Why stupid ideas are important for innovation: Cadbury’s Darkmilk

 In Distinctive products & services, Innovation to Stretch into New Markets, Naming, Workshops

Post by David Nichols, Group Managing Partner and Head of Innovation.

Watching Cadbury’s advert for their new Darkmilk chocolate reminded me of an innovation worksop I ran for the brand 15 year ago that illustrates the importance of ‘stupid ideas’ for innovation: starter thoughts that are only partly formed.

I was running the Cadbury’s workshop with my creative partner Matt Aver when an exchange between us came up what seemed like a stupid idea:

Matt: “What do you call chocolate that’s half dark and half milk?”

David: “Dilk!”

Dilk Chocolate became a working concept – the rich goodness of dark chocolate with the creamy taste of milk. But the idea never made it to the top of the pile on that project and I often wondered what happened to it.  Well, 15 or so years later, and Cadbury’s Darkmilk has been launched and is driving outstanding growth for the brand. “We’ve had really strong core growth supported through a number of initiatives such as Darkmilk,” commented Claire Lowe, Marketing Activation Director for chocolate for Cadbury’s owner Mondelez. Cadbury’s has become the UK’s no.1 Grocery brand, with sales of £1.7bn in 2019.

Stupid ideas are important for innovation and can turn into big business driving ideas if managed well:

  • 5% Rule – The idea of ‘Dilk’ got laughed at in the workshop because it sounded stupid. But it was a classic ‘5%’ idea: one you might think twice about sharing, as it not fully formed and seems a bit wacky. But such ideas are essential ‘fire-starters’ for innovation that need to be kept alive. They can connect with solid but unremarkable 35% and 40% ideas, adding up to the 80% concept we’re looking for (the last 20% is the polish you put on with your creative agencies).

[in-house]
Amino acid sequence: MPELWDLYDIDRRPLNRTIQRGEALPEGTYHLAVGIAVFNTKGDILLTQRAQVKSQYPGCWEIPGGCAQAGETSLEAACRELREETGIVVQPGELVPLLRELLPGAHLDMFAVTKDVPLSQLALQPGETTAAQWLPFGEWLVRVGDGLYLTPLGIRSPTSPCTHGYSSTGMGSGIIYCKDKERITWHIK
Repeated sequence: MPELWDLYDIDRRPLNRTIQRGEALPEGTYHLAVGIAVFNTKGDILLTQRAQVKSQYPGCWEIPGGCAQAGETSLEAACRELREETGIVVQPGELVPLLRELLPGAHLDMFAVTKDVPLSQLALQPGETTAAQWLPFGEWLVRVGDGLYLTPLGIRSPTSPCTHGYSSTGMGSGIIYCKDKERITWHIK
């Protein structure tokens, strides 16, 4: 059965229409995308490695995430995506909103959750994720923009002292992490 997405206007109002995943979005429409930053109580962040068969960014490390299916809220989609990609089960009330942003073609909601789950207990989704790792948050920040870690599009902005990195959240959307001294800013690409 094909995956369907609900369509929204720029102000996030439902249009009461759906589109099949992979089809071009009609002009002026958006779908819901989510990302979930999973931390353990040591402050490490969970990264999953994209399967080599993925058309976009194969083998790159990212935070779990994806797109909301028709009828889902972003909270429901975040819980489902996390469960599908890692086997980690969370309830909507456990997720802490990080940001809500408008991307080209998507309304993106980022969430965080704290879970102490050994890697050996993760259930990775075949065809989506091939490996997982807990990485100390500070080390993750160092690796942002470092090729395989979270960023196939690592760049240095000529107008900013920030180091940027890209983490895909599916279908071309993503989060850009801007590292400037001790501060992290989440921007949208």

• 3 Buckets – never throw an idea away – keep it in the drawer to be fuel for your next project. Better yet, place your ‘failed’ ideas into three buckets in the office (or online): Gold (Great, progress to market), Silver (Good, but need work) & Bronze (the rest). Keep the Silver and even Bronze ideas tucked away ready to be brought out at the start of another innovation ‘sprint’. It’s a great timesaver and may yield a winner later on when the market, brand or consumer need has changed.
  • Live with bad execution – ‘Dilk’ was a poor name, I admit, and it probably clouded our judgement in de-prioritizing it. It’s important to make sure you are evaluating the idea, rather then reacting instinctively to a duff title.  

Conclusion

Innovation is about long stretches of hard work peppered with occasional moments of intense creativity. And sometimes a stupid, 5% idea is just the spark needed to fire that creativity.  I’m delighted to see how such a 5% idea lay dormant for 15 years but eventually came to life as ‘Darkmilk’, with a changed snacking environment and an improved name finally giving it wings to fly.

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